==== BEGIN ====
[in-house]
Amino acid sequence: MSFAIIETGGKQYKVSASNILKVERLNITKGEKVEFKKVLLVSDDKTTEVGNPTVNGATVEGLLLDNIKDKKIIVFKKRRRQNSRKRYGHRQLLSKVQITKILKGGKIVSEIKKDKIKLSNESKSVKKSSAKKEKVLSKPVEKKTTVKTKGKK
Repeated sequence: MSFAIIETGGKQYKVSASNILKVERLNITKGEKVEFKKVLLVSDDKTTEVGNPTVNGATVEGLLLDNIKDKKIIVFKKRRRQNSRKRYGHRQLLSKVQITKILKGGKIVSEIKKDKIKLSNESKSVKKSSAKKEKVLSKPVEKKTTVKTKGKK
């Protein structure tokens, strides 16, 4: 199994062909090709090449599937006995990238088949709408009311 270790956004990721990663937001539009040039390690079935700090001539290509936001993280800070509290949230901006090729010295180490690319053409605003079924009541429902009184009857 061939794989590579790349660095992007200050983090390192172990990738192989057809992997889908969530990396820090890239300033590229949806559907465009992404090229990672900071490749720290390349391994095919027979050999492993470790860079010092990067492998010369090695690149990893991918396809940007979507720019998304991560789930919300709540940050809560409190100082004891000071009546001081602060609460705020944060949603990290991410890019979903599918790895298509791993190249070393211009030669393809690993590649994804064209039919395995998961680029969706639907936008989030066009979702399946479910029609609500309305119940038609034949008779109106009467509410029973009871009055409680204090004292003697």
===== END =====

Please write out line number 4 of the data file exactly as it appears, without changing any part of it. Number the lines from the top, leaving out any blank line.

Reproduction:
């Protein structure tokens, strides 16, 4: 199994062909090709090449599937006995990238088949709408009311 270790956004990721990663937001539009040039390690079935700090001539290509936001993280800070509290949230901006090729010295180490690319053409605003079924009541429902009184009857 061939794989590579790349660095992007200050983090390192172990990738192989057809992997889908969530990396820090890239300033590229949806559907465009992404090229990672900071490749720290390349391994095919027979050999492993470790860079010092990067492998010369090695690149990893991918396809940007979507720019998304991560789930919300709540940050809560409190100082004891000071009546001081602060609460705020944060949603990290991410890019979903599918790895298509791993190249070393211009030669393809690993590649994804064209039919395995998961680029969706639907936008989030066009979702399946479910029609609500309305119940038609034949008779109106009467509410029973009871009055409680204090004292003697």